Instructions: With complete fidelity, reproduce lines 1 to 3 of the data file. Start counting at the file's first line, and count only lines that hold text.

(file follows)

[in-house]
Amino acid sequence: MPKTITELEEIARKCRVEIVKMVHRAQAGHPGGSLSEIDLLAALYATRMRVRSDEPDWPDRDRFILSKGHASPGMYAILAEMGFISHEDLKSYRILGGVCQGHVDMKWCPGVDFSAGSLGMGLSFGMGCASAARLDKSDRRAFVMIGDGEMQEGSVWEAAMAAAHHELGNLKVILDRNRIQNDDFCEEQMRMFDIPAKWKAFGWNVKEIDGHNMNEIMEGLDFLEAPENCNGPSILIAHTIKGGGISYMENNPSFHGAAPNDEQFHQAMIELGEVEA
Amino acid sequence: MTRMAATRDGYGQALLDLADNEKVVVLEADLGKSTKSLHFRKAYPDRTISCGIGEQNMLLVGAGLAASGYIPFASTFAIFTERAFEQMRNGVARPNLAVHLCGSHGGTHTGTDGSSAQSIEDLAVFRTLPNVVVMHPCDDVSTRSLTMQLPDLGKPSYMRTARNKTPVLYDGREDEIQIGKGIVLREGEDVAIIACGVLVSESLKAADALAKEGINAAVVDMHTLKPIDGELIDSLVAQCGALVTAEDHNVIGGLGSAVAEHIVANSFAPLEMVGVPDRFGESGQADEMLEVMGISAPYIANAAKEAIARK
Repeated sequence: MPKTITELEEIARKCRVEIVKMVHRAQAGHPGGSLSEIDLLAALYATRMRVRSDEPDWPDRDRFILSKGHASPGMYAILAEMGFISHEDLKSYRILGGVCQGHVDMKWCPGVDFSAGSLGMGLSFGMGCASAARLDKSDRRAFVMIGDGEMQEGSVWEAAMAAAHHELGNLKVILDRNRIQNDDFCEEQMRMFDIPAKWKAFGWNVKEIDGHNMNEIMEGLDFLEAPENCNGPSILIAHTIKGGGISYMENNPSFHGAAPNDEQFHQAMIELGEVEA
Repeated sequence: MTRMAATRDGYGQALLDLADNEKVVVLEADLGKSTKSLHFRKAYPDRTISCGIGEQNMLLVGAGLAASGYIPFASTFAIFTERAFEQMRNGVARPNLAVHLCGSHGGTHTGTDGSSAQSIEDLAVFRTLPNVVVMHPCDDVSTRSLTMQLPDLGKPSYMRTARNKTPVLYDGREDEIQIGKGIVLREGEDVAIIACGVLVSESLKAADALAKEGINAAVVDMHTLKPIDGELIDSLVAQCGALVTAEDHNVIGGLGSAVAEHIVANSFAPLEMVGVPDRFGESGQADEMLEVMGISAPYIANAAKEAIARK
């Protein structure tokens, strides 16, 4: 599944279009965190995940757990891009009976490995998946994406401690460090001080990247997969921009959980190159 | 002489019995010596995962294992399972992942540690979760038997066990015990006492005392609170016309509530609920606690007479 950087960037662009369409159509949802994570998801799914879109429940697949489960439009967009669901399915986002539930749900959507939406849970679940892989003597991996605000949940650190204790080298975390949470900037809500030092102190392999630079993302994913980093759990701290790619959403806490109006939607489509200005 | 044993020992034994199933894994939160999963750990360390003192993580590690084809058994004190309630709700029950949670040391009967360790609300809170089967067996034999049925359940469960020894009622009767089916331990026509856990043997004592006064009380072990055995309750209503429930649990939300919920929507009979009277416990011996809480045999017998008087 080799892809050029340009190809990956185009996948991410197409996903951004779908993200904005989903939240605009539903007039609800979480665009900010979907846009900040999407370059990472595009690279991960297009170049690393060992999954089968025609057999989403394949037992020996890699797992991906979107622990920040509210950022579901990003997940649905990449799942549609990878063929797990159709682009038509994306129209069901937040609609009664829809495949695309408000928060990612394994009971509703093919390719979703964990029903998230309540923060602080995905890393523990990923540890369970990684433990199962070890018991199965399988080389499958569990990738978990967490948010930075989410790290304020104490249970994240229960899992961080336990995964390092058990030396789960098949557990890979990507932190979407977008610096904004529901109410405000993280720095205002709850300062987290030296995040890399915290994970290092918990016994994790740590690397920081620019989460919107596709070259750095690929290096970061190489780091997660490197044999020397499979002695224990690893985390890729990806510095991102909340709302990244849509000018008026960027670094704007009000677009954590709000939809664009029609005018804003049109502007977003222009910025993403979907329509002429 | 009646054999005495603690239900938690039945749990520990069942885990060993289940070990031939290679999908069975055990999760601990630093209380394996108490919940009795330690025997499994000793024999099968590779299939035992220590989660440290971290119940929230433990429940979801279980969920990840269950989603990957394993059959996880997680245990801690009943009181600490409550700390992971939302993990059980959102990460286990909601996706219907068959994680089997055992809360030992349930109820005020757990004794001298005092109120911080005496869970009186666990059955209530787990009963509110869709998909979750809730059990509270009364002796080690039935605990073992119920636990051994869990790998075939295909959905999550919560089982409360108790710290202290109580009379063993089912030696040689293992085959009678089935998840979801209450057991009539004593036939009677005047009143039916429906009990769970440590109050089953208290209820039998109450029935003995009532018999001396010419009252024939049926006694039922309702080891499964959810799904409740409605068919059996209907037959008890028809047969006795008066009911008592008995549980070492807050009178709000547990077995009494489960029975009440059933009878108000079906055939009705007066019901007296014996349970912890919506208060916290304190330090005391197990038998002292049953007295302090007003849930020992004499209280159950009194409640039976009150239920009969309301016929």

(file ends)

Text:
[in-house]
Amino acid sequence: MPKTITELEEIARKCRVEIVKMVHRAQAGHPGGSLSEIDLLAALYATRMRVRSDEPDWPDRDRFILSKGHASPGMYAILAEMGFISHEDLKSYRILGGVCQGHVDMKWCPGVDFSAGSLGMGLSFGMGCASAARLDKSDRRAFVMIGDGEMQEGSVWEAAMAAAHHELGNLKVILDRNRIQNDDFCEEQMRMFDIPAKWKAFGWNVKEIDGHNMNEIMEGLDFLEAPENCNGPSILIAHTIKGGGISYMENNPSFHGAAPNDEQFHQAMIELGEVEA
Amino acid sequence: MTRMAATRDGYGQALLDLADNEKVVVLEADLGKSTKSLHFRKAYPDRTISCGIGEQNMLLVGAGLAASGYIPFASTFAIFTERAFEQMRNGVARPNLAVHLCGSHGGTHTGTDGSSAQSIEDLAVFRTLPNVVVMHPCDDVSTRSLTMQLPDLGKPSYMRTARNKTPVLYDGREDEIQIGKGIVLREGEDVAIIACGVLVSESLKAADALAKEGINAAVVDMHTLKPIDGELIDSLVAQCGALVTAEDHNVIGGLGSAVAEHIVANSFAPLEMVGVPDRFGESGQADEMLEVMGISAPYIANAAKEAIARK